Contributed by: Don WinnerBy Don Winner for Panama-Guide.com - You have probably heard by now there was another (second) violent assault and robbery at the Ranchos Los Toros restaurant in San Carlos. In response, the community organized another meeting to address issues of crime and violence, and the need for a response by the Panamanian government. I received the following this morning via email from someone who attended the meeting;
"I attending a meeting at the Ranchos las Toros restaurant held to address the rising crime in the greater Coronado community. It was stressed that this group wants to support the local police and work to supplement their resources by placing pressure on government officials. With the turn out tonight, I believe it definitely has the ear of the government.
If I understood correctly, attendees included the Director of the Ministry of Tourism, Commissioner of Tourist Police, Assistant District Attorney from the Attorney Generalís Office, The Mayor of San Carlos, multiple high level police and legal personnel.
Other speakers included Roberto Chocolate of www.retirementdetective.com, a representative from the Gorgona Vigilantes Group, Mark from the Boquette crime stoppers group, and a detective from that group that has been investigating the recent Ranchos las Toros robbery. The event was covered by the press including a TV camera crew.
They pointed out that the Ministry of Tourism spent $50M to promote the safety of Panama; they do not want to jeopardize that investment.
The group is developing a database of crimes to present to officials accurate figures of the crime in the area. Reporting a crime was covered and emphasized that if it isnít reported, it makes the area crime appear less than it is and cannot be solved. Anyone that has been the victim of a crime is encouraged to contact Roberto Chocolate to add to the statistics collected.
Proof that the government is taking this seriously was the announcement of two new Designated Prosecutors that will be in San Carlos and Chame to expedite search warrants and local investigations. Many of the police are now learning English. Three more police cars, totaling six, and some of the new police academy graduates will be assigned to San Carlos. It was pointed out that San Carlos isnít a sleepy fishing village anymore; itís another Coronado, surrounded by many expensive resorts and gated developments.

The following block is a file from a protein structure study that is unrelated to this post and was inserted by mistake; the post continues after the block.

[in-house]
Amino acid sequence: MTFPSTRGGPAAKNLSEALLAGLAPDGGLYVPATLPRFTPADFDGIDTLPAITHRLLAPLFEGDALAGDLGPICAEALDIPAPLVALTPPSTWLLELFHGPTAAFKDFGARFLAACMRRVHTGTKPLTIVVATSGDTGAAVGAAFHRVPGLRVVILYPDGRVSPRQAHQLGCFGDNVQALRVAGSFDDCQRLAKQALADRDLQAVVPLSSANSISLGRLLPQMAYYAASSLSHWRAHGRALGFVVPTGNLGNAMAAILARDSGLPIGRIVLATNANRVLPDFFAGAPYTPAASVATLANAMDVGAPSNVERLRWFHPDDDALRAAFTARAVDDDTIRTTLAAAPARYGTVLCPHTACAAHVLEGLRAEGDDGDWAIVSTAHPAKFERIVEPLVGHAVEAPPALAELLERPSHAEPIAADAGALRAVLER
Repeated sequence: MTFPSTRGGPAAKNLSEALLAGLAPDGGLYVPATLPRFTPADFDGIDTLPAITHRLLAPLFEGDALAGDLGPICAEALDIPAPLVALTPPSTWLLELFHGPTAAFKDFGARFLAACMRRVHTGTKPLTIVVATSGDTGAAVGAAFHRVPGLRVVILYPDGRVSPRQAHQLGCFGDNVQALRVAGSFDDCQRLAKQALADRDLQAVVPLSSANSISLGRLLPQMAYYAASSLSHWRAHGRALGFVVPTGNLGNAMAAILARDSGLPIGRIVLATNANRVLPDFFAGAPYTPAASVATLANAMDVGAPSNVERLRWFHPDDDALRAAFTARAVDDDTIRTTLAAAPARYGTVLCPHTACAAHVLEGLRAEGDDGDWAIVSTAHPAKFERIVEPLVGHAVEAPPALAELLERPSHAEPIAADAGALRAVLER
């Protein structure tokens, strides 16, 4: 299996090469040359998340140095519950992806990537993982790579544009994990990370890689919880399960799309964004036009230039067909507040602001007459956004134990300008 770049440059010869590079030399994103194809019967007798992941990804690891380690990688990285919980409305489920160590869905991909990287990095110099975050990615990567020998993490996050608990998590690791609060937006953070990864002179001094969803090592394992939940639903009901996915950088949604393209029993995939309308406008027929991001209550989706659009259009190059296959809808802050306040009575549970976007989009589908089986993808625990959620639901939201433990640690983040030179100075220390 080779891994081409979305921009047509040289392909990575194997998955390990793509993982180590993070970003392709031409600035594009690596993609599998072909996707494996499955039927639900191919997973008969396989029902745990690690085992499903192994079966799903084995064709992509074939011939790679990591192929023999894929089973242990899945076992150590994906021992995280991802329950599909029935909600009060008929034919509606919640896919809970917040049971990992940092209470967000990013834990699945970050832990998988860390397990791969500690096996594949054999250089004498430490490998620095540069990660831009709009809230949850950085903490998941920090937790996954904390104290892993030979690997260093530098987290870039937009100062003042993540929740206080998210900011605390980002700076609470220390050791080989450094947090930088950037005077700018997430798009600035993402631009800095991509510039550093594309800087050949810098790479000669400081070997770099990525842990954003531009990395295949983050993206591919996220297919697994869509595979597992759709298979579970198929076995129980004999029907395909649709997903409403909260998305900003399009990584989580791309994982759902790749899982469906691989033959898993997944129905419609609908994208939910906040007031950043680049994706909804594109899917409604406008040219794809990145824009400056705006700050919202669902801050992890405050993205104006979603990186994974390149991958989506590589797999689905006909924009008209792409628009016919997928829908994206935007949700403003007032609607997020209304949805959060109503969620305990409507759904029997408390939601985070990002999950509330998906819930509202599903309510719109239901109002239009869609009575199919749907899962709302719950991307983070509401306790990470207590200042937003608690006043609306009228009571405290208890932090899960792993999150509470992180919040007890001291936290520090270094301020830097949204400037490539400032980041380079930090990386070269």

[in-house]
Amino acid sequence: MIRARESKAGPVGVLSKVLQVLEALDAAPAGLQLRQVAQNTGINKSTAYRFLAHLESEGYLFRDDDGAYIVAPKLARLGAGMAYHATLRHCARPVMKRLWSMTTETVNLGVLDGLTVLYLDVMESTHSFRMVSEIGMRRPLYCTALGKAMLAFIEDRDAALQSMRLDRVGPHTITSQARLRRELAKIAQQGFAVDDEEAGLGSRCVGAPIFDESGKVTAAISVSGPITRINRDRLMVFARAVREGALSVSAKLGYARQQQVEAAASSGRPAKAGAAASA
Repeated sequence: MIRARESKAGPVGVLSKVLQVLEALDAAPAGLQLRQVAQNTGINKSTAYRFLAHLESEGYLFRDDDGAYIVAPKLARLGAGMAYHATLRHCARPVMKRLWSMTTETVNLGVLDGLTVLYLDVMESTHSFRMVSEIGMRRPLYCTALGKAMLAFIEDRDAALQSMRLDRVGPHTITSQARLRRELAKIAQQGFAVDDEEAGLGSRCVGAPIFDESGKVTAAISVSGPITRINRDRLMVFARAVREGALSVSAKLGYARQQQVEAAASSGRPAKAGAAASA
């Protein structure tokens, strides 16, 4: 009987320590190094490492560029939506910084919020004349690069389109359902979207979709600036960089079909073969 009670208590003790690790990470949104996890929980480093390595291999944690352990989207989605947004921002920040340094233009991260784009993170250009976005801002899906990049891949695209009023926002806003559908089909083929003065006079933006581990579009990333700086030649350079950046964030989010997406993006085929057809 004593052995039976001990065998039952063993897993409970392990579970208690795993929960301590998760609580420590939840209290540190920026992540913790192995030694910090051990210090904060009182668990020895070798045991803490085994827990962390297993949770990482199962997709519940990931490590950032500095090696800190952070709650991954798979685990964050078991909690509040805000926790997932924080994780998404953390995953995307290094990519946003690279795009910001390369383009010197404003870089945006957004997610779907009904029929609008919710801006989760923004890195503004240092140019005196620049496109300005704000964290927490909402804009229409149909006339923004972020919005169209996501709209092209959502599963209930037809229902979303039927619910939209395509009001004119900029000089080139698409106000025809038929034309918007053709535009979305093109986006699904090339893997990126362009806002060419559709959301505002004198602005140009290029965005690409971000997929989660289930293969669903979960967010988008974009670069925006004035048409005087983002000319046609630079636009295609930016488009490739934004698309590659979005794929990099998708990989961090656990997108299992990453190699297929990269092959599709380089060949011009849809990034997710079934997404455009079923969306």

Another project the group hopes of achieve is a dispatch service using a database of local citizens. If you need help, you call the dispatcher and say you are number XXX and need the police/ambulance/fire department. The dispatcher notifies the proper authorities giving them directions to your house so you arenít struggling to explain in Spanish. This service was started in Boquettte and with other efforts of that group, they reported the crime rate decreased 90%.
The group also has a Reward and Investigation Fund (RIF) that assists police in solving crimes leading to the prosecution of those criminals. A wanted poster with a reward still is an effective tool in fighting crime. They can also file civil lawsuits against the criminals which give them access to all of the reports and court documents, and freezes the assets of the criminals. All these projects require capital and donations can be given through Roberto Chocolate listed above."
Editor's Comment: Hopefully the government of Panama and the National Police, in conjunction with the prosecutors of the Public Ministry, will get serious about both preventing crime, and catching those who have targeted the members of the English speaking expatriate community in Panama. It's good to see the residents of these areas banding together, sharing ideas, and comparing experiences, and working towards a long term strategic solution. I would encourage the members of these communities to keep working, and strengthening their bonds, ties, and contacts with the Panamanian authorities - because that's where the real solution lies. It all comes down to assets (people, cars, radios) and resources (money) the government of Panama can use - if they choose to - in order to improve security and reduce crime.
My observation upon reading the results of this meeting is that it sounds a whole lot like the last meeting. Lots of people were there. The government made promises, but nothing really tangible actually happened, and the second attack against the Rancho Los Toros was not prevented. Will the third attack be prevented? Will those responsible be caught and brought to justice? That remains to be seen. There's always hope.
I would also like to make a recommendation. As this process moves forward, the members of the English speaking community of expatriates should ignore the inevitable crazed rantings of the most vocal "Don Winner hater" (whose name and website I refuse to mention). He always responds with illogical, insane, and emotionally charged vitriol whenever the community comes together in a positive fashion, in an attempt to improve personal security and fight crime. His father committed suicide with a shotgun when he was a child, so he describes anyone who recommends using a firearm for home defense as a "gun nut." That same idiot said I was supposedly selling "stun guns" or some other such nonsense at the last meeting. He's simply crazy - and his agenda takes precedence over everything else. Just ignore him and go about the important business of improving your levels of personal security, working within the legal framework provided by the law, in conjunction with local law enforcement and government personnel. Best of luck to you all.
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